In these strange times, when the greatest adventure is to the big Sainsburys, the longing to travel has become all the more fervent. Those days of wandering around bustling airports, free from the constraints of conventional time, seem so distant. So too does that rush of warm air that awakens your body from its worn-down state into a euphoria for the excitement to come. Cobbled Italian streets alive with al fresco diners, the enticing smell of a fresh ragù bubbling from inside a cosy restaurant, paired with a soft, romantic aching in your bones to live out your days in this bliss.
Now, I can’t promise you Symposium will renew these exact emotions, but it will stir in you a memory of those times gone by, and hopefully those times to come too. Situated just behind Victoria Park on Roman Road, this slice of Italy is a bit of everything. You can’t help but notice the entire wall of wines when you walk in, many organic, decorated with dainty hand-made price tags–definitely a far cry from the supermarket isle equivalent. Then you have the deli-counter, laden with fresh cheeses and pots of olives (and cured meats, if that’s your thing). There are shelves of imported dried goods, alongside fresh bread, and a little gelato counter ready for those warmer days. Though obviously not open currently, towards the back are the empty tables and chairs that will one day be filled with customers drinking wine and eating delicious food once again. It’s a lot to pack into a small shop, but it in no way feels suffocating or crowded. There’s a kind of authenticity, but not trying too hard and yelling about it.
Recently, Symposium extended their menu to include more vegetarian and vegan options, so naturally I had to give them a try. The online menu isn’t especially helpful, as all the dishes are unique to the day, so it’s best to just make the trip down and see what’s on offer. As much as I wanted to have the vegan lasagne, made with a plant-based ragù and oat béchamel, it unfortunately wasn’t available. Still hankering for pasta, I instead opted for the Butternut Squash Lasagne, and a pot of Nocellara Olives. After a pleasant chat over the counter, so rare is new human contact these days, I paid my £13, took my wrapped up goods and was on my way.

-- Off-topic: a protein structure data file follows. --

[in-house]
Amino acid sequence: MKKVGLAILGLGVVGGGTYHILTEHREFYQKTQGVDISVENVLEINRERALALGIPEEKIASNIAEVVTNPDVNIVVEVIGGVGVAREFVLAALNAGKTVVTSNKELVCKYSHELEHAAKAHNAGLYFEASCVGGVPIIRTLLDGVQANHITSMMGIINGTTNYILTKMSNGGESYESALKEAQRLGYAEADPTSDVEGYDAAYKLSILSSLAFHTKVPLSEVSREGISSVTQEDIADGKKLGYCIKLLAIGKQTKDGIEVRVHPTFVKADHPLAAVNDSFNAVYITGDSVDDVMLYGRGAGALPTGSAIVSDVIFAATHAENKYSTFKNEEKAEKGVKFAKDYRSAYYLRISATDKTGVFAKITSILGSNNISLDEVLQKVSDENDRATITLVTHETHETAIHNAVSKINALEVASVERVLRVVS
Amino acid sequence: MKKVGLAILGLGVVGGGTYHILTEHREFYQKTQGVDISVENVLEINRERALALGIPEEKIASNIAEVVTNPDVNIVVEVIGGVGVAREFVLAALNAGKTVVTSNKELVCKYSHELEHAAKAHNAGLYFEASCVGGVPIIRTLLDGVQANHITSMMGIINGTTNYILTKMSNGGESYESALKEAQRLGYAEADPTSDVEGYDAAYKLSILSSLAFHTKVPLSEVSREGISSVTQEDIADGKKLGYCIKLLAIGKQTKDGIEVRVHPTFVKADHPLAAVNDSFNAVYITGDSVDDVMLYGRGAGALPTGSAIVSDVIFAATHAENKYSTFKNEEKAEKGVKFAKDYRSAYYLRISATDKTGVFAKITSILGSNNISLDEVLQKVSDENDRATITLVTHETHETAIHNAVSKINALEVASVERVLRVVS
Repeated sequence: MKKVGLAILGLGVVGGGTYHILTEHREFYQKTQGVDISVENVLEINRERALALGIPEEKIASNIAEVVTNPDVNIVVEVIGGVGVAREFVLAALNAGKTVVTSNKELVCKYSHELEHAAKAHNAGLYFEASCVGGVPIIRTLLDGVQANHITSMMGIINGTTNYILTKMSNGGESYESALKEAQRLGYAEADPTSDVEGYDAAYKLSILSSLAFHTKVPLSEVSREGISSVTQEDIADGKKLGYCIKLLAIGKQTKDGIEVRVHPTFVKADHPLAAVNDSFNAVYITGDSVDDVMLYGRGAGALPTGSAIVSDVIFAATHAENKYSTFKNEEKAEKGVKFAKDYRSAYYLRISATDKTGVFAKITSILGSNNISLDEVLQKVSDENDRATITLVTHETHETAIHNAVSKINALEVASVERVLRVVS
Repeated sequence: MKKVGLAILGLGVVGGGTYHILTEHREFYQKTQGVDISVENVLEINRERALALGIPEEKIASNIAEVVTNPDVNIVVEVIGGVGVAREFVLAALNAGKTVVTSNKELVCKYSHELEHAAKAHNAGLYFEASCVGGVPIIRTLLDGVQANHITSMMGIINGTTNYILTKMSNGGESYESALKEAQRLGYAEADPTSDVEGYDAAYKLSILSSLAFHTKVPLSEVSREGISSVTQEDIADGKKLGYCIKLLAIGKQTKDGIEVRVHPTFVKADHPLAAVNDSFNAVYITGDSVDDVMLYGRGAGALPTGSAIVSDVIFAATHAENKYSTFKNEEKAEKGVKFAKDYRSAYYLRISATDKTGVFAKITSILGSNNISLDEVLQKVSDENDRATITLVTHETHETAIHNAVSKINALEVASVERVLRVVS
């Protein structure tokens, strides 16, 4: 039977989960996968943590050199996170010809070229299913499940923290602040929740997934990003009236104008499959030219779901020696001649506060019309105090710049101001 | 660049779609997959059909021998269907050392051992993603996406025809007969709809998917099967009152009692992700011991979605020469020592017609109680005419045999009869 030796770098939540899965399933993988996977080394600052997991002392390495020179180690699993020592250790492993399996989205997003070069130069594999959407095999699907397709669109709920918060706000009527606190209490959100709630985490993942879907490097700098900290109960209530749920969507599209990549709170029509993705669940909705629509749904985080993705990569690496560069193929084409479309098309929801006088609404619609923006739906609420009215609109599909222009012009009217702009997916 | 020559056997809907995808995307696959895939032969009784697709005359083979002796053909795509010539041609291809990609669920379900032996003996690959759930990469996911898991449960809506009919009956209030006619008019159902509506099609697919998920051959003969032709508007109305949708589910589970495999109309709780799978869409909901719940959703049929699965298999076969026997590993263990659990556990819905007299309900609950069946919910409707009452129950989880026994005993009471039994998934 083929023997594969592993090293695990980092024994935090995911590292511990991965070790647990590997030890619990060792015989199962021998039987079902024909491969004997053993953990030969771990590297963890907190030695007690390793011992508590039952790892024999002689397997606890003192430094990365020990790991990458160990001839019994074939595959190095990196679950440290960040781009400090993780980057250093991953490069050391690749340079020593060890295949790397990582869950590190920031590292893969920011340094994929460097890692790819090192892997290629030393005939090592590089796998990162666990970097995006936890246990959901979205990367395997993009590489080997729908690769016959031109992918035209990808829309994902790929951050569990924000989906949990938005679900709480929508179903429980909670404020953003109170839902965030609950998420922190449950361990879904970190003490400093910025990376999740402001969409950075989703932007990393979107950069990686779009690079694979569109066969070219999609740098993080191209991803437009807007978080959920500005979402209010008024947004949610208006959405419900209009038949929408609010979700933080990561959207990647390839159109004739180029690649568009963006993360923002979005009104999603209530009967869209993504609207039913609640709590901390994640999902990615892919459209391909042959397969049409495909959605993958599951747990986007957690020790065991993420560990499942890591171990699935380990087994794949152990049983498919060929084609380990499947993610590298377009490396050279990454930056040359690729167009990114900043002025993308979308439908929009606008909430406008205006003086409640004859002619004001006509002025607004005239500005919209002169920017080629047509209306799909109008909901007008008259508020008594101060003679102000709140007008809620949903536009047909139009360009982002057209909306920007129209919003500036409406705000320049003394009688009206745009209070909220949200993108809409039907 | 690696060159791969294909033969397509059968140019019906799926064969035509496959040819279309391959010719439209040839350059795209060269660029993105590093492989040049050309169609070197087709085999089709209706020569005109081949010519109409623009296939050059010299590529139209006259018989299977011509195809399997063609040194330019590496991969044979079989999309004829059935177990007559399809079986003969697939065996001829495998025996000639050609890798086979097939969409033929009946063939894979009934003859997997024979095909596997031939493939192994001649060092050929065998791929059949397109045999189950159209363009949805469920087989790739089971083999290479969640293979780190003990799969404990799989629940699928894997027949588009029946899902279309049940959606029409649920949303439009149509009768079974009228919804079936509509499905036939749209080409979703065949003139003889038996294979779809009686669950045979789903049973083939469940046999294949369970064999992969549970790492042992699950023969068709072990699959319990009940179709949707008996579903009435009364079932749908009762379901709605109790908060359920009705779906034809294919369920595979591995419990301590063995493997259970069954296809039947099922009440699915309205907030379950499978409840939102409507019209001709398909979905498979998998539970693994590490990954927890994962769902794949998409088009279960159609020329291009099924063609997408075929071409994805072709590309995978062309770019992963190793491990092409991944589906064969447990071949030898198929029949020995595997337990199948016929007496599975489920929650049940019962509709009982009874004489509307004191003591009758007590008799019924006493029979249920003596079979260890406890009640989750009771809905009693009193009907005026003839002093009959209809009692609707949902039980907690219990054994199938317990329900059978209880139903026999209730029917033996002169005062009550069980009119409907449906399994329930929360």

Clearly I have not had enough experience with the different forms a lasagne can take, because the Butternut Squash iteration baffled me somewhat. No tomato based sauce? Just layers of squash, béchamel and cheese? My skepticism faded with the first bite. The earthy, buttery squash practically melted on the palate, carried softly on a chewy base of fresh pasta. It was not over-rich in the way a ragù lasagne tends to be, just satisfyingly creamy. Sipping wine and popping a bright green olive into my mouth between bites of pasta, that hint of escape felt just a breath away. Escape from my kitchen, not even to Italy, but within the walls of some dim-lit restaurant, sharing food with friends without a care in the world. As lovely as the food from Symposium was as a takeaway, you can tell that it would be best enjoyed in that big space beyond the deli-counter, submerged in the ambiance of a shared love of food and life.
Currently, it doesn’t look like trips to Italy will be happening anytime soon, but with restaurants opening (at least outdoors) in the coming months, maybe that taste of adventure can be renewed in delicious food and the luxury of time spent once more with friends and family.